In Mbenge v. Zaire , where the accused was sentenced to death without being ‘duly
summoned…to appear before the tribunal’ the HRC held that although in absentia proceedings
were not invariably vitiated, at the very least serious efforts to notify the accused must be
undertaken. Also, insufficient notice deprived the accused of the time necessary for preparation of
a proper defence and thus violated not only article 14 but also article 6 (2).

Other standards laid down by the HRC regarding procedural fairness in imposition of
capital punishment include the following:

• Where the complainant was informed of the date of appeal after it had taken place, there was
found to be a violation of the requirements of fair trial

• Where state appointed counsel concluded that there was no merit to an appeal and
abandoned it without consultation with the accused, the Committee held that ‘the right o
counsel includes consulting with the accused…’

The right to fair trial includes the right to an impartial tribunal.

The trial and appeal must take place within a reasonable time.
ESC Res. 1984/ 50 Appendix 8, p. 336; GA Res. 39/ 118
Lubuto v. Zambia (No. 390/ 1990), UN Doc. CCPR/C/55/D/390/1990/Rev.1, no.7.2
Reid v. Jamaica (No. 250/1987), UN Doc. A/45/40, Vol. II, p.185
Mbenge v. Zaire (no.16/ 1977), UN Doc. CCPR/C/OP/2 p.76
Thomas v. Jamaica (No. 272/1988) UN Doc.A/47/40 p.261
Henry v. Jamaica (No. 230/ 1987) UN Doc. A/47/40, p. 218
Collins v. Jamaica (No. 240/1987) UN Doc. A/47/40, p. 227
Kelly v. Jamaica (No. 253/1987) UN Doc. A/46/40, p.241; Also see Id.
It is now an internationally recognized that death sentence shall not generally be carried
out on certain classes of people especially the elderly, young mothers, the insane and the
mentally handicapped although the classes specifically protected by the covenant are minors and
pregnant women. Under the United Nations regime there has been little litigation or debate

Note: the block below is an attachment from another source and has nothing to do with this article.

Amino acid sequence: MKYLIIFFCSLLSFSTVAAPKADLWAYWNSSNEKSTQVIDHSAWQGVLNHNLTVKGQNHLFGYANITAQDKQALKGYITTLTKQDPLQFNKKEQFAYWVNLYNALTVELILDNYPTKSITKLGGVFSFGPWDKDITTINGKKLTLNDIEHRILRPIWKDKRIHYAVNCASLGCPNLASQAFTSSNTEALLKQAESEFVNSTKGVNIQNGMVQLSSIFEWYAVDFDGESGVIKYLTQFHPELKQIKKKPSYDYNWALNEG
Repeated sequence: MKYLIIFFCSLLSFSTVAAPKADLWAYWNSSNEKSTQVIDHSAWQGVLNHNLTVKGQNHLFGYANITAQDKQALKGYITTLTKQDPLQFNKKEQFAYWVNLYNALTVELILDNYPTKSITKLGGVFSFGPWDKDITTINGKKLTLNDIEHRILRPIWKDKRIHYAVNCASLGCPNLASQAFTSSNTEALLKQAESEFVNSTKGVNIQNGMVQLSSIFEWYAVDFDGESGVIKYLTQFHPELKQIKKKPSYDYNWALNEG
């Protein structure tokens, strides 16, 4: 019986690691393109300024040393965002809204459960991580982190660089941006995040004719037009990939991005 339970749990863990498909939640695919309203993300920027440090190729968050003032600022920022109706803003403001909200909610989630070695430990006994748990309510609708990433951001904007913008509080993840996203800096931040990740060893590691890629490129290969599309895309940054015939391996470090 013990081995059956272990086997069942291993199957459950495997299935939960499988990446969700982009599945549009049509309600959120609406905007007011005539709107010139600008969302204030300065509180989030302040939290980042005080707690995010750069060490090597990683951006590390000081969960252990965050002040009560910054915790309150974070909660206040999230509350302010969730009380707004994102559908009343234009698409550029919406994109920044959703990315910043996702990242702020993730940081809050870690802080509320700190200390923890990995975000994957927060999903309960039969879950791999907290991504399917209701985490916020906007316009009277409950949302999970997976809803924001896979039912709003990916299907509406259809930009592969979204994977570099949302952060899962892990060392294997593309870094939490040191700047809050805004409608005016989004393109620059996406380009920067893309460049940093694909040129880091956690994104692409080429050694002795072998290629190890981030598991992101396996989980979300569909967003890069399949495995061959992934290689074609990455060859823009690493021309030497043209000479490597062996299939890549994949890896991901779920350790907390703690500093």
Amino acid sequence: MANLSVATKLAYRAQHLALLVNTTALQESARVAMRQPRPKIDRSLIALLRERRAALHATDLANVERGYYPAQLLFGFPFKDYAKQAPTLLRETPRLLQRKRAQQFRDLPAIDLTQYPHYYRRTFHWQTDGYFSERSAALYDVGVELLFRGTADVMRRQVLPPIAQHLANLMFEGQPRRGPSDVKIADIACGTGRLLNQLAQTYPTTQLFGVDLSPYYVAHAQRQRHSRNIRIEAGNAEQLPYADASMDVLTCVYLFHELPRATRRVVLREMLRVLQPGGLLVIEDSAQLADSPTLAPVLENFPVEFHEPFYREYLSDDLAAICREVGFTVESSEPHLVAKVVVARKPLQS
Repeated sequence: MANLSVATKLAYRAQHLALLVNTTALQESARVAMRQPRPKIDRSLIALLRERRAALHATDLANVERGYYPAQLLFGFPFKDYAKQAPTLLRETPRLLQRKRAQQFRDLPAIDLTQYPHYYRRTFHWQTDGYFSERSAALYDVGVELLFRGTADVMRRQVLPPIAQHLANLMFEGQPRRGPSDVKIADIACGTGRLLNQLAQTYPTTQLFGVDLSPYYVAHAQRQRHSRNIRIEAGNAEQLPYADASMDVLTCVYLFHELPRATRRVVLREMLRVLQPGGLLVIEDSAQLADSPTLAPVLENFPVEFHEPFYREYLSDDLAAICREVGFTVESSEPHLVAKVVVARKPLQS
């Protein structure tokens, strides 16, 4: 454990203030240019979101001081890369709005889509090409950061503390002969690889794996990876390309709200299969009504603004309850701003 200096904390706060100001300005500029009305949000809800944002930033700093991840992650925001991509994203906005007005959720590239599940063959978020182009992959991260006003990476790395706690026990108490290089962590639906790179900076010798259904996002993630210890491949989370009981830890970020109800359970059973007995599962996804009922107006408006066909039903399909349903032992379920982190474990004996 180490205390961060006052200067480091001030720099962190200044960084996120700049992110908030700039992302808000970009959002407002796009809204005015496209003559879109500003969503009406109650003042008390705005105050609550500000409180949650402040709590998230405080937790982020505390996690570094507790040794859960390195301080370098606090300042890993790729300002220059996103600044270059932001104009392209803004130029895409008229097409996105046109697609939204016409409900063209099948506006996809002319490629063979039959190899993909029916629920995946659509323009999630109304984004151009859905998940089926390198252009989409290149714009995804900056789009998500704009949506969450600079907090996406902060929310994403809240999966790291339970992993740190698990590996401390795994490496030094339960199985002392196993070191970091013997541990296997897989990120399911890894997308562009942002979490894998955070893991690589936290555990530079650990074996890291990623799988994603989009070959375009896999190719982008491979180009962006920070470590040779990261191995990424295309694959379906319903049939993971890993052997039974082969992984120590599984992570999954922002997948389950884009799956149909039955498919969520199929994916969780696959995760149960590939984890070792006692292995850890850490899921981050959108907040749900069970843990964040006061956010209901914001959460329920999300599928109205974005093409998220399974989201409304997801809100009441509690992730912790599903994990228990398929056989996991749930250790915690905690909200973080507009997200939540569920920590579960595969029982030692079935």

regarding these categories, as there is wide acceptance of the humanitarian concerns behind
these exceptions. The death row phenomenon is dealt with under the heading of torture.

B. The ECHR Regime

The European Convention presents the death penalty, as one of the stated exceptions to
the right to life and what is notable is that the Convention refrains from listing most of the
limitations and safe guards that are listed in other documents in imposing and carrying out the
death penalty. However, these shortcomings are of no consequence in practice as most state
parties to the ECHR are abolitionist states. The Protocol no. 6 to the ECHR abolishing death
penalty in peacetime was adopted in 1983 and there has not been any instance of litigation
before the European Court arising from the imposition of capital punishment. The European Court
in Soering v. United Kingdom and Germany stated that the death penalty no longer exists de
facto in any of the contracting parties to the ECHR. Europe has also refused extradition to
states on other continents where capital punishment still exists.

Although the ECHR has refrained from listing the limitations to the imposition of capital
punishment, it has left open the possibility that such limitations could be considered as implicit in
article 2 or on the other hand, that they be read into the article by dynamic interpretation. In fact
the European Court has held in McCann et al. v. United Kingdom that article 2 must be